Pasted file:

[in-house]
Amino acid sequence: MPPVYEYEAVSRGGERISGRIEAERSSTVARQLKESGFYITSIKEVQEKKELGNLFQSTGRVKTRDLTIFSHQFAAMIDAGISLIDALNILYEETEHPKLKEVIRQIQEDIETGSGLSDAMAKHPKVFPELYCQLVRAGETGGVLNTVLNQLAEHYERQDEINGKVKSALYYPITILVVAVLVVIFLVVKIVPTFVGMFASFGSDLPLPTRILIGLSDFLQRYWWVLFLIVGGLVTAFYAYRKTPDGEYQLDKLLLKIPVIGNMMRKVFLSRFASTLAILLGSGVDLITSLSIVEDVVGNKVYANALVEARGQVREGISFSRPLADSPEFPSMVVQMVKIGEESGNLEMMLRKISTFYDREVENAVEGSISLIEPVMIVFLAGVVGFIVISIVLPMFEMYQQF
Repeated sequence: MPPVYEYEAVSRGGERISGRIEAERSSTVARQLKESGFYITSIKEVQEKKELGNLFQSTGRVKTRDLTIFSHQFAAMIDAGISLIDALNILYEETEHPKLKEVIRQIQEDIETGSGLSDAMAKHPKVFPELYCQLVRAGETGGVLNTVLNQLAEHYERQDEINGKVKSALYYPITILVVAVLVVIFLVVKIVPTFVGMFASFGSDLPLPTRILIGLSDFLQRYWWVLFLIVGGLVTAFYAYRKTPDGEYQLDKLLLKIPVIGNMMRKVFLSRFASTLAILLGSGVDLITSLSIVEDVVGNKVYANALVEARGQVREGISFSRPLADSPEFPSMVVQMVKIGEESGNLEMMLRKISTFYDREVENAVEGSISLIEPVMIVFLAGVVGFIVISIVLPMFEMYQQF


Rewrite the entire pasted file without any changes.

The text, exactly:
[in-house]
Amino acid sequence: MPPVYEYEAVSRGGERISGRIEAERSSTVARQLKESGFYITSIKEVQEKKELGNLFQSTGRVKTRDLTIFSHQFAAMIDAGISLIDALNILYEETEHPKLKEVIRQIQEDIETGSGLSDAMAKHPKVFPELYCQLVRAGETGGVLNTVLNQLAEHYERQDEINGKVKSALYYPITILVVAVLVVIFLVVKIVPTFVGMFASFGSDLPLPTRILIGLSDFLQRYWWVLFLIVGGLVTAFYAYRKTPDGEYQLDKLLLKIPVIGNMMRKVFLSRFASTLAILLGSGVDLITSLSIVEDVVGNKVYANALVEARGQVREGISFSRPLADSPEFPSMVVQMVKIGEESGNLEMMLRKISTFYDREVENAVEGSISLIEPVMIVFLAGVVGFIVISIVLPMFEMYQQF
Repeated sequence: MPPVYEYEAVSRGGERISGRIEAERSSTVARQLKESGFYITSIKEVQEKKELGNLFQSTGRVKTRDLTIFSHQFAAMIDAGISLIDALNILYEETEHPKLKEVIRQIQEDIETGSGLSDAMAKHPKVFPELYCQLVRAGETGGVLNTVLNQLAEHYERQDEINGKVKSALYYPITILVVAVLVVIFLVVKIVPTFVGMFASFGSDLPLPTRILIGLSDFLQRYWWVLFLIVGGLVTAFYAYRKTPDGEYQLDKLLLKIPVIGNMMRKVFLSRFASTLAILLGSGVDLITSLSIVEDVVGNKVYANALVEARGQVREGISFSRPLADSPEFPSMVVQMVKIGEESGNLEMMLRKISTFYDREVENAVEGSISLIEPVMIVFLAGVVGFIVISIVLPMFEMYQQF